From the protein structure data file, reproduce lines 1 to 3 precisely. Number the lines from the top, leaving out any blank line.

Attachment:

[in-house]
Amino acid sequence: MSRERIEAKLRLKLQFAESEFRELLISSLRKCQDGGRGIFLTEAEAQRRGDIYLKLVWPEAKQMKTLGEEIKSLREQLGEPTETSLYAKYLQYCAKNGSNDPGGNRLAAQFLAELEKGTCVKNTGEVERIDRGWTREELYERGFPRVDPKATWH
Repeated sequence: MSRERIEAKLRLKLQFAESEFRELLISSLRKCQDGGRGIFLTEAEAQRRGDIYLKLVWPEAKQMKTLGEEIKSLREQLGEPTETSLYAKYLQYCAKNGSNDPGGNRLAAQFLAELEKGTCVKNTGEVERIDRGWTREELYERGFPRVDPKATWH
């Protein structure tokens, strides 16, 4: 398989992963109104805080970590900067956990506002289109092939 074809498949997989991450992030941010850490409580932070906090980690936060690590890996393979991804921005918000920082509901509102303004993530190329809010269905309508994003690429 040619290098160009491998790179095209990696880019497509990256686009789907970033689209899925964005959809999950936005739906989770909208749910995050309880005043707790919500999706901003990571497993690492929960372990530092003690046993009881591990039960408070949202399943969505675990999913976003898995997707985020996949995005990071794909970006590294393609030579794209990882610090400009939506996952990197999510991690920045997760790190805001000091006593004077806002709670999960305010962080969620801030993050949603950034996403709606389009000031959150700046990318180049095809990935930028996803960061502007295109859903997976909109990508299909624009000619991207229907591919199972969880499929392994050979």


[in-house]
Amino acid sequence: MSRERIEAKLRLKLQFAESEFRELLISSLRKCQDGGRGIFLTEAEAQRRGDIYLKLVWPEAKQMKTLGEEIKSLREQLGEPTETSLYAKYLQYCAKNGSNDPGGNRLAAQFLAELEKGTCVKNTGEVERIDRGWTREELYERGFPRVDPKATWH
Repeated sequence: MSRERIEAKLRLKLQFAESEFRELLISSLRKCQDGGRGIFLTEAEAQRRGDIYLKLVWPEAKQMKTLGEEIKSLREQLGEPTETSLYAKYLQYCAKNGSNDPGGNRLAAQFLAELEKGTCVKNTGEVERIDRGWTREELYERGFPRVDPKATWH